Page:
The moving saga of a coolie woman


The moving saga of a coolie woman. That was a plaintive song throated for generations by the descendants of indentured laborers in Guiana recalling their poignant parting from India, their original motherland.

Listen, oh Indian, listen to the story of us émigrés, The émigrés who cry constantly, tears flowing from their eyes.

When we left the ports of Calcutta and Bombay, Brother left sister, mother left daughter.
In deep love of the mother country we cried; Water flowed from our eyes...

Painful is our story, choking is our voice.
That was a plaintive song throated for generations by the descendants of indentured laborers in Guiana recalling their poignant parting from India, their original motherland. From a situation of rootlessness and existential crisis to the one where the Indian community could flourish with names like VS Naipaul (Nobel laureate), Cheddi Jagan (former President of Guyana), Sir Shridath Ramphal (former Commonwealth Secretary General), and Shivnarine Chanderpaul & Alvin Kallicharran (former captains of the West Indies cricket team), it was an odyssey of survival and reconstruction.
Beginning 1838 up to 1918 over half a million ‘coolies’ from India were indentured and shipped to thirteen British colonies in the Caribbean, in addition to Mauritius, East Africa, Natal, Seychelles, Reunion and Fiji elsewhere. And out of the present 8.5 lakh population of Guyana (earlier Guiana), the Indians constitute 44%. By dint of their hard work, the coolies, just within a decade, brought sweetness to the foredoomed sugar industry, the mainstay of Guianese economy, despite bitterness in their own lives. And women played a major role in this saga. The book ‘Coolie Woman’ by Gaiutra Bahadur, an Indo-Caribbean American writer, is a tribute capturing their hardships, humiliations and endurance in what is a memoir with biographic and autobiographic layers.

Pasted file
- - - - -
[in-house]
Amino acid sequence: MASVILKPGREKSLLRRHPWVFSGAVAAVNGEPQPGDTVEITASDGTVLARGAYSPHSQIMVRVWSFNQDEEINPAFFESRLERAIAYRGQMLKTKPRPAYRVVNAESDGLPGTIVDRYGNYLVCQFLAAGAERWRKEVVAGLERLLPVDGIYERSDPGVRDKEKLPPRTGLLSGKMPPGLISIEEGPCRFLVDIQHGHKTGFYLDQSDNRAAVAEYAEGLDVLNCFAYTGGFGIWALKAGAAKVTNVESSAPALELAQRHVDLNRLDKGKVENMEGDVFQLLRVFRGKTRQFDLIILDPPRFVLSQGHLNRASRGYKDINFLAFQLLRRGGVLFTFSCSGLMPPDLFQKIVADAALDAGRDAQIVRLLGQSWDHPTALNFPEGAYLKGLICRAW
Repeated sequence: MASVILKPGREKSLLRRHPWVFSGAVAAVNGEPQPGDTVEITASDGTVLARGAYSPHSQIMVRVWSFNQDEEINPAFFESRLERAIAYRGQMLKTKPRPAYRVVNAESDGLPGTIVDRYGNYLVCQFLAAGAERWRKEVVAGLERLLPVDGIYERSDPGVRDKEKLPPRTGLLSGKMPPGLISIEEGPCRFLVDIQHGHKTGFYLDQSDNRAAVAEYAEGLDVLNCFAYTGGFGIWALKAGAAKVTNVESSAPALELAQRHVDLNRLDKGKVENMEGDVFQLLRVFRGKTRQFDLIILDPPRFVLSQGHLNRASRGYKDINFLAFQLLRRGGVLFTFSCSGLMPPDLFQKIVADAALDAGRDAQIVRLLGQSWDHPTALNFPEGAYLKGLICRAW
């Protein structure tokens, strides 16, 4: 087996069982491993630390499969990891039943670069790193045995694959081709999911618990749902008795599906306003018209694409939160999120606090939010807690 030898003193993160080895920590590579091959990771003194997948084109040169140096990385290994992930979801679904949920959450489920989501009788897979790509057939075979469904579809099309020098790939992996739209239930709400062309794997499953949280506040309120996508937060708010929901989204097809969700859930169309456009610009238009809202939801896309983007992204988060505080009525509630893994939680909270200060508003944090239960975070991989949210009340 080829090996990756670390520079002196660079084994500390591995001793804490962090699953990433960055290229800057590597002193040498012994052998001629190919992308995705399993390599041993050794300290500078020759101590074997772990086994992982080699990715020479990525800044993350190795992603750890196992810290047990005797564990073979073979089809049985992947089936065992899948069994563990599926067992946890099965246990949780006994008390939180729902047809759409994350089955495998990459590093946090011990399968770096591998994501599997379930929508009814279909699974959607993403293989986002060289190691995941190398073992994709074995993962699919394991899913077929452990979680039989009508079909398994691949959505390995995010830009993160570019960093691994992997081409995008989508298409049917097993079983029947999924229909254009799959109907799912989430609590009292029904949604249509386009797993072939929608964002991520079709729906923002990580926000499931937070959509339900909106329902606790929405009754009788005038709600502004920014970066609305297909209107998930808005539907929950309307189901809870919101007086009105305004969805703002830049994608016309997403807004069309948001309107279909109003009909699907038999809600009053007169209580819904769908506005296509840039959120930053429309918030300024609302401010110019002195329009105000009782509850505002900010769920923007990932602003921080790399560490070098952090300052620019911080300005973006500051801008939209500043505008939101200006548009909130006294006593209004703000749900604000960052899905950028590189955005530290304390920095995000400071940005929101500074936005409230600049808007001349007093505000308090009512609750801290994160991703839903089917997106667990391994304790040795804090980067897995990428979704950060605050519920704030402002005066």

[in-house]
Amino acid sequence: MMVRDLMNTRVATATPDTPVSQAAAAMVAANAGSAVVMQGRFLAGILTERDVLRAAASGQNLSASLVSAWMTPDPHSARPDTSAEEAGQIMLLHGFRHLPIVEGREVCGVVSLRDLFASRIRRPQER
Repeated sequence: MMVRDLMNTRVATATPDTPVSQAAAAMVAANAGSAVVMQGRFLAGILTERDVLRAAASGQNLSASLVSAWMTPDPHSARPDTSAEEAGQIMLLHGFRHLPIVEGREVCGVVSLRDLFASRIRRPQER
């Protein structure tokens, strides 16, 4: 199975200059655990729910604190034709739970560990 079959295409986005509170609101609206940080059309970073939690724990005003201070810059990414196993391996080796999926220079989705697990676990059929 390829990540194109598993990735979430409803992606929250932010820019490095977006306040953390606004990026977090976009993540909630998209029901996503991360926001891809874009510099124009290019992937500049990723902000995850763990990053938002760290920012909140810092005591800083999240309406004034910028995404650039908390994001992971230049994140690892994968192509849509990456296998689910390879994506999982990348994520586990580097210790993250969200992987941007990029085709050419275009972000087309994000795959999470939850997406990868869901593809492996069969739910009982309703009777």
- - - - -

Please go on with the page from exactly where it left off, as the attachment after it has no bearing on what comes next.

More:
Though the epithet ‘coolie’ applied by the British to the Indian workers is a pejorative from an imperial legacy, the writer sticks to it in a spirit of defiant self-assertion as inspired by the proud Coolitude movement – a la Negritude - initiated by the Mauritian poet, Khal Torabully. The coolie was held inferior even to the African slave-descendants. Even after they became teachers or lawyers generations later, they were still called coolies. “My great-grandmother was a high-caste Hindu... But she left India as a ‘coolie.’”
Two-thirds of the indentured women that left India were unaccompanied by men, and Gaiutra’s great-grandmother Sujaria who emigrated in 1903 was one such. Women groaning under poverty and domestic exploitation as also young widows and prostitutes formed part of them. Many of them assumed false identities for safety. The recruiters were often dishonest luring the gullible and resorting even to kidnaps. Many were permanently severed from their families in India.
Gaiutra Bahadur born in Guyana and later on having migrated to the US took upon herself the task of tracking down the roots of her great-grandmother to a remote village in Bihar. Dredging the data, combing the archives, browsing history and literature, visiting and revisiting places across continents, talking to people, trying to find answers to endless questions and interlinking them, she did painstaking and meticulous research, to satisfy her irrepressible urge to connect to the lineage from a country of ‘seers and saints.’ Her last name ‘Bahadur’ is a diminutive of Lalbahadur, her grandfather’s name. It is not a surname, and most emigrants had lost it in a melting pot of uniformity and assimilation.